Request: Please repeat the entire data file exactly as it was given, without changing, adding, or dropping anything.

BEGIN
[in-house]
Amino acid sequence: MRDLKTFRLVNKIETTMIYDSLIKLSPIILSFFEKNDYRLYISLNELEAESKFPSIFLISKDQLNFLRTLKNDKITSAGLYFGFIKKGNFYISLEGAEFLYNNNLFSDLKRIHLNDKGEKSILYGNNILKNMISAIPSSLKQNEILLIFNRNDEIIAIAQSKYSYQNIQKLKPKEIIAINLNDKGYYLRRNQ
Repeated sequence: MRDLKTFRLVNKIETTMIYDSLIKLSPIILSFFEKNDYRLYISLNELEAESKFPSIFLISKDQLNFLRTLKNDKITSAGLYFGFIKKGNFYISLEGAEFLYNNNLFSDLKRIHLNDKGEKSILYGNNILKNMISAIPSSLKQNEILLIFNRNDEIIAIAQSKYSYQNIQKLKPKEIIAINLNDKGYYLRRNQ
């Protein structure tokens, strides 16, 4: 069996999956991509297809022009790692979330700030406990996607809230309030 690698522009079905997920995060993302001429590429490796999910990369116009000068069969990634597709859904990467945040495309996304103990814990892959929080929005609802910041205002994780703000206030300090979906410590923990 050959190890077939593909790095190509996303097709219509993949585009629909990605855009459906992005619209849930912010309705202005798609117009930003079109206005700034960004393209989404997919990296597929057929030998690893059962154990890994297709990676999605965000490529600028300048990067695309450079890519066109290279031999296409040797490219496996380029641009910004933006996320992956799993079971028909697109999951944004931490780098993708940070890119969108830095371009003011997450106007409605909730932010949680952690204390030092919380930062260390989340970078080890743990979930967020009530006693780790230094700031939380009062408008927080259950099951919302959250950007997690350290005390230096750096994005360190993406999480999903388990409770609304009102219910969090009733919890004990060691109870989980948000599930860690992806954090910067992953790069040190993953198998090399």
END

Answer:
[in-house]
Amino acid sequence: MRDLKTFRLVNKIETTMIYDSLIKLSPIILSFFEKNDYRLYISLNELEAESKFPSIFLISKDQLNFLRTLKNDKITSAGLYFGFIKKGNFYISLEGAEFLYNNNLFSDLKRIHLNDKGEKSILYGNNILKNMISAIPSSLKQNEILLIFNRNDEIIAIAQSKYSYQNIQKLKPKEIIAINLNDKGYYLRRNQ
Repeated sequence: MRDLKTFRLVNKIETTMIYDSLIKLSPIILSFFEKNDYRLYISLNELEAESKFPSIFLISKDQLNFLRTLKNDKITSAGLYFGFIKKGNFYISLEGAEFLYNNNLFSDLKRIHLNDKGEKSILYGNNILKNMISAIPSSLKQNEILLIFNRNDEIIAIAQSKYSYQNIQKLKPKEIIAINLNDKGYYLRRNQ
């Protein structure tokens, strides 16, 4: 069996999956991509297809022009790692979330700030406990996607809230309030 690698522009079905997920995060993302001429590429490796999910990369116009000068069969990634597709859904990467945040495309996304103990814990892959929080929005609802910041205002994780703000206030300090979906410590923990 050959190890077939593909790095190509996303097709219509993949585009629909990605855009459906992005619209849930912010309705202005798609117009930003079109206005700034960004393209989404997919990296597929057929030998690893059962154990890994297709990676999605965000490529600028300048990067695309450079890519066109290279031999296409040797490219496996380029641009910004933006996320992956799993079971028909697109999951944004931490780098993708940070890119969108830095371009003011997450106007409605909730932010949680952690204390030092919380930062260390989340970078080890743990979930967020009530006693780790230094700031939380009062408008927080259950099951919302959250950007997690350290005390230096750096994005360190993406999480999903388990409770609304009102219910969090009733919890004990060691109870989980948000599930860690992806954090910067992953790069040190993953198998090399």